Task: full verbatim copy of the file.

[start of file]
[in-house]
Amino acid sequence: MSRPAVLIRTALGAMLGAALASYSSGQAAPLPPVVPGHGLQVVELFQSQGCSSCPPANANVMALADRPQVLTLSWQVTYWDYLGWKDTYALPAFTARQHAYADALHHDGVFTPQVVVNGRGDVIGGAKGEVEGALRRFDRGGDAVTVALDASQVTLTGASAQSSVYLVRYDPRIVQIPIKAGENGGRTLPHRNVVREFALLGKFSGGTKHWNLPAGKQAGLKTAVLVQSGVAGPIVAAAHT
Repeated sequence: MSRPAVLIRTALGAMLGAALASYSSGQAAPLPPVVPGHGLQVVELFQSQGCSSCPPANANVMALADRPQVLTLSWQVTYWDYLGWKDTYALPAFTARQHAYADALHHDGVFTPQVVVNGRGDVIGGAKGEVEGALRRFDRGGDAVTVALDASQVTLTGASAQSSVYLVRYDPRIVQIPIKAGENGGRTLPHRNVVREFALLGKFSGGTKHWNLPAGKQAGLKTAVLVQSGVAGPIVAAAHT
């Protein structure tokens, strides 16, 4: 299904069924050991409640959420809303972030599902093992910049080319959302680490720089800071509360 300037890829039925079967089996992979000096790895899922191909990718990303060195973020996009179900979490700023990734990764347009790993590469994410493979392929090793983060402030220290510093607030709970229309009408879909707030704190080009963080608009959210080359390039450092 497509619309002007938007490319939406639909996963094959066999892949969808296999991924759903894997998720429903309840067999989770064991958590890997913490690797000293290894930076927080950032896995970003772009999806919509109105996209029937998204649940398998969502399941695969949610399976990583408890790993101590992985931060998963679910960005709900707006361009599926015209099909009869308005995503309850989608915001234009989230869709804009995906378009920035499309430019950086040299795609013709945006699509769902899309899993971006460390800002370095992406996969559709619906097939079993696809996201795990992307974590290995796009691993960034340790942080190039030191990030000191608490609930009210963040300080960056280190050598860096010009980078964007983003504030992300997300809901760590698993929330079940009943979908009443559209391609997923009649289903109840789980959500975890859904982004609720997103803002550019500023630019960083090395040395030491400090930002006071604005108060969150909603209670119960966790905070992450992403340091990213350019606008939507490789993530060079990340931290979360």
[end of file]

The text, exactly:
[in-house]
Amino acid sequence: MSRPAVLIRTALGAMLGAALASYSSGQAAPLPPVVPGHGLQVVELFQSQGCSSCPPANANVMALADRPQVLTLSWQVTYWDYLGWKDTYALPAFTARQHAYADALHHDGVFTPQVVVNGRGDVIGGAKGEVEGALRRFDRGGDAVTVALDASQVTLTGASAQSSVYLVRYDPRIVQIPIKAGENGGRTLPHRNVVREFALLGKFSGGTKHWNLPAGKQAGLKTAVLVQSGVAGPIVAAAHT
Repeated sequence: MSRPAVLIRTALGAMLGAALASYSSGQAAPLPPVVPGHGLQVVELFQSQGCSSCPPANANVMALADRPQVLTLSWQVTYWDYLGWKDTYALPAFTARQHAYADALHHDGVFTPQVVVNGRGDVIGGAKGEVEGALRRFDRGGDAVTVALDASQVTLTGASAQSSVYLVRYDPRIVQIPIKAGENGGRTLPHRNVVREFALLGKFSGGTKHWNLPAGKQAGLKTAVLVQSGVAGPIVAAAHT
């Protein structure tokens, strides 16, 4: 299904069924050991409640959420809303972030599902093992910049080319959302680490720089800071509360 300037890829039925079967089996992979000096790895899922191909990718990303060195973020996009179900979490700023990734990764347009790993590469994410493979392929090793983060402030220290510093607030709970229309009408879909707030704190080009963080608009959210080359390039450092 497509619309002007938007490319939406639909996963094959066999892949969808296999991924759903894997998720429903309840067999989770064991958590890997913490690797000293290894930076927080950032896995970003772009999806919509109105996209029937998204649940398998969502399941695969949610399976990583408890790993101590992985931060998963679910960005709900707006361009599926015209099909009869308005995503309850989608915001234009989230869709804009995906378009920035499309430019950086040299795609013709945006699509769902899309899993971006460390800002370095992406996969559709619906097939079993696809996201795990992307974590290995796009691993960034340790942080190039030191990030000191608490609930009210963040300080960056280190050598860096010009980078964007983003504030992300997300809901760590698993929330079940009943979908009443559209391609997923009649289903109840789980959500975890859904982004609720997103803002550019500023630019960083090395040395030491400090930002006071604005108060969150909603209670119960966790905070992450992403340091990213350019606008939507490789993530060079990340931290979360």